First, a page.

June 10, 2010 – Vol.15 No.12
ENERGY EFFICIENCY TAX CREDIT SET TO EXPIRE.
by Bruce Mulliken, Green Energy News
The folks at energy-efficient replacement window maker Renewal by Anderson have sent a reminder: The US government’s Residential Energy Efficiency Tax Credit is set to expire at the end of the year. Better act fast. Time moves quickly.
The tax credit for the installation of new high efficiency water heaters, furnaces, boilers, heat pumps, central air conditioners, building Insulation, windows, doors, roofs, circulating fans used in a qualifying furnace, as well as some biomass stoves ends in a little over six months. But, realistically there’s about half that time to take advantage of the credit.
Building projects always take longer than expected. The efficiency installations have to be completed and paid for before the clock strikes midnight on December 31. A Renewal by Anderson representative noted that early October would be a better deadline for getting its windows ordered and date set for installation. Other efficiency upgrades may differ in lead times, but waiting to the last moment may mean missing the deadline. November or December would be a bad time to start thinking about the credit. Think ASAP.
The tax credit will cover no more than 30-percent of the cost of the upgrade and the $1500 credit is an aggregate amount. For example, 30 percent of the cost of installing a new water heater should be less than $1500 (far less than $1500, I would hope) so the remaining credit can be used elsewhere on other improvements. But a whole-house installation of new energy efficient windows could easily use up $1500 as 30 percent of the cost of the windows.
There are a few more restrictions other than the looming deadline. The efficiency upgrades can only be to existing homes. The home must be the principal residence. (New construction and rentals do not qualify). The product must meet efficiency standards set by the government. (Your dealer or contractor should know which products qualify and be sure to check the tax credit website.) For improvements to the building envelope, such as insulation, a new metal roof, new windows and doors, the credit DOES NOT cover installation costs. It covers products only. For mechanical upgrades the credit covers installation costs AND the product itself.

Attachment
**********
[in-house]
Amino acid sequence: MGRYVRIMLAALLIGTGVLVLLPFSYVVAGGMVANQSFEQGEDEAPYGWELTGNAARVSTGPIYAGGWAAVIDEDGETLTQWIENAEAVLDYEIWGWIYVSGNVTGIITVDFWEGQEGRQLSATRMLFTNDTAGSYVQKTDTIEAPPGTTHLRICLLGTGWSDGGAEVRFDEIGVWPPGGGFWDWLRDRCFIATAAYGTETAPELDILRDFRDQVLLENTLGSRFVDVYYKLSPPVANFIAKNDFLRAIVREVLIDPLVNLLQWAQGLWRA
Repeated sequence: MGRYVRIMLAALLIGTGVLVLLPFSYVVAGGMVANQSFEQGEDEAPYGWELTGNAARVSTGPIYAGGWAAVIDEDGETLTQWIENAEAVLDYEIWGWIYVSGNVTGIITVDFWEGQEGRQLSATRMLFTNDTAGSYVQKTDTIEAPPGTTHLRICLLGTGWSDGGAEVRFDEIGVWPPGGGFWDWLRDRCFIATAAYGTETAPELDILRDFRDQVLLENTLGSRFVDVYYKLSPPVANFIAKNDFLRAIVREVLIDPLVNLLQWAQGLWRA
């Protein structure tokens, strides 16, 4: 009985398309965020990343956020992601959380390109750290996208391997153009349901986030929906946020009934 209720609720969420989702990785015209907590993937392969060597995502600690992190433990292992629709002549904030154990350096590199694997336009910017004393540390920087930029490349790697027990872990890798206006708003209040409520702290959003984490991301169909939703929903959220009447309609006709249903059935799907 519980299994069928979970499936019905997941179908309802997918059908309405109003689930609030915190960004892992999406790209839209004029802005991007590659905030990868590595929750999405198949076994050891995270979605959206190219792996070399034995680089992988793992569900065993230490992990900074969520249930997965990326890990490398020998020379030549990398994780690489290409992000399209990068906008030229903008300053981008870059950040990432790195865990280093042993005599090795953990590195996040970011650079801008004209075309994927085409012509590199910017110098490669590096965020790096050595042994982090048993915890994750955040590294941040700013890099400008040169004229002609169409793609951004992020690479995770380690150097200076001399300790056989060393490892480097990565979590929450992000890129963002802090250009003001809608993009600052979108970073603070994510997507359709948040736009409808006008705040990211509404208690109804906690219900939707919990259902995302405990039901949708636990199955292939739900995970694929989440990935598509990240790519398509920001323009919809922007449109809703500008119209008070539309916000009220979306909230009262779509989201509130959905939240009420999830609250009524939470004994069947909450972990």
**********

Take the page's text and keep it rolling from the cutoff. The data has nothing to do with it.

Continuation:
Homeowners should first determine where their greatest energy inefficiencies are. If it isn’t obvious, like drafty windows, they could consider an energy audit. Before a contract is signed they should look for the best combination of price, quality and reputation for both the product and installation. A talk with a tax advisor isn’t a bad idea either.
There are many products on the market that should qualify for the credit. Dealers, retailers and contractors should have some advice on which to chose.
Since Renewal by Anderson brought the tax credit expiration to my attention, they’ll get the plug.
Renewal by Anderson, itself 15 years old, is a division of Anderson Corporation which has been in the window business for more than 100 years. Longevity is a good sign in any business. A long history is a good indicator that the company will be around for a while. That means window parts, if necessary, will be available if needed in the future.
Structurally the windows are made of a wood fiber and plastic composite material the company calls Fibrex. It’s 40-percent recycled wood fiber by weight. In a showroom examination, the windows and doors seem nicely crafted. The windows are all custom made to a small fraction of an inch and come in a variety of styles. There are a number of color combinations to match a home’s outside trim and they come with an option for real wood interior surfaces in oak, maple or pine that can be stained to match existing trim.
In the conversation with the knowledgeable company representative I purposely didn’t ask for a price since I had nothing to compare it to. These windows are obviously a quality product and more than often good things come at a cost.
Of course the windows and available doors are eligible for the tax credit, which will help cut costs and there’s always the possibility of company sales and special offers: See your dealer.
Right now it doesn’t look like the credit will be renewed this year. But the spill in the Gulf of Mexico may change things. A continued uproar by the public into the summer may push energy legislation in the Fall, so it’s possible that the tax credit could get a new life. Still, don’t wait.
Renewal by Anderson
Federal Tax Credits for Consumer Energy Efficiency
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